Jul 29, 2021

Sandra Cianciulli, who co-chairs the Eastern PA Conference’s Committee on Native American Ministry (CONAM), will speak to students and faculty at West Virginia University August 5-6 about the former industrial boarding schools where many thousands of Native American children and youth were taken and forced to live in the late 1800s and early 1900s. Their often injurious experiences—intended to assimilate them into Euro-American culture—left a detrimental, painful legacy among many Native families and communities.

(From left) U.S. Interior Secretary Deb Haaland with Sandra Cianciulli

Cianciulli, a mixed-blood Oglala Lakota, born and raised in the Philadelphia area, is president of the Carlisle (PA) Indian School Project, site of the former, historic Carlisle Indian Industrial School, which is now the site of the U.S. Army War College and its barracks. She also serves on the Board of Directors of the Circle Legacy Center, based in Lancaster, one of two American Indian organizations in Pennsylvania. Carlisle was the first government-run, non-reservation boarding school for Native American children.

The CONAM co-chairwoman will address participants in the American Indian Boarding Schools Archives Workshop, hosted by the university’s Native American Studies Program and University Libraries.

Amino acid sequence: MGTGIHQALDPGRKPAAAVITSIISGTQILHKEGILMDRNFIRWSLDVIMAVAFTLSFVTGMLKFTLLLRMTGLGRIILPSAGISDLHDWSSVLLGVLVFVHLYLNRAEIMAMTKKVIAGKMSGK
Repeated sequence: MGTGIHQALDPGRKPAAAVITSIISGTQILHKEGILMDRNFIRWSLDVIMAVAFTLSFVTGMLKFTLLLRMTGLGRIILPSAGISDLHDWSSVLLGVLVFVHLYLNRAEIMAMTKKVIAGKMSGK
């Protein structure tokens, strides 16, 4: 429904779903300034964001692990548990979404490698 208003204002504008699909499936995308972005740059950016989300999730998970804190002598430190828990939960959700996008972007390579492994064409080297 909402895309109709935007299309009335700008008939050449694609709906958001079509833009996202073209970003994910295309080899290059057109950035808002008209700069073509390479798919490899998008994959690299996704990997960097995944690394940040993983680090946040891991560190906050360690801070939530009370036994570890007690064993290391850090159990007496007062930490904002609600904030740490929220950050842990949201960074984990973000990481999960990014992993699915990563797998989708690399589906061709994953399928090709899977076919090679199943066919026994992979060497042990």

Gravesites of hundreds of Native children from similar board schools in Canada were discovered this summer, a shocking reminder of the sometimes fatal legacy of this North American tragedy. Canada has been confronting this past through truth and reconciliation efforts for years. Now some are calling for similar measures to happen in the U.S, where several church organizations, including the Methodist Church, also operated boarding schools for Native children.

In June, U.S. Secretary of the Interior Deb Haaland, the first-ever Native American Presidential Cabinet member, announced the Federal Indian Boarding School Initiative, which will review the legacy of federal boarding school policies.

“I want people to know this is a good thing,” Cianciulli told a local newspaper. “Finding out the truth, having transparency, listening to Indian people’s stories and taking them seriously.”

Read also a public statement Sandra Cianciulli made to the Operation Lady Justice hearings held by the U.S. Department of Justice’s Missing and Murdered Indigenous Persons Initiative and the Presidential Task Force on Missing and Murdered American Indians and Alaska Natives. The hearings were organized to seek solutions for “the years of anguish and pain suffered by families of countless Mission and Murdered Indigenous Women (MMIW).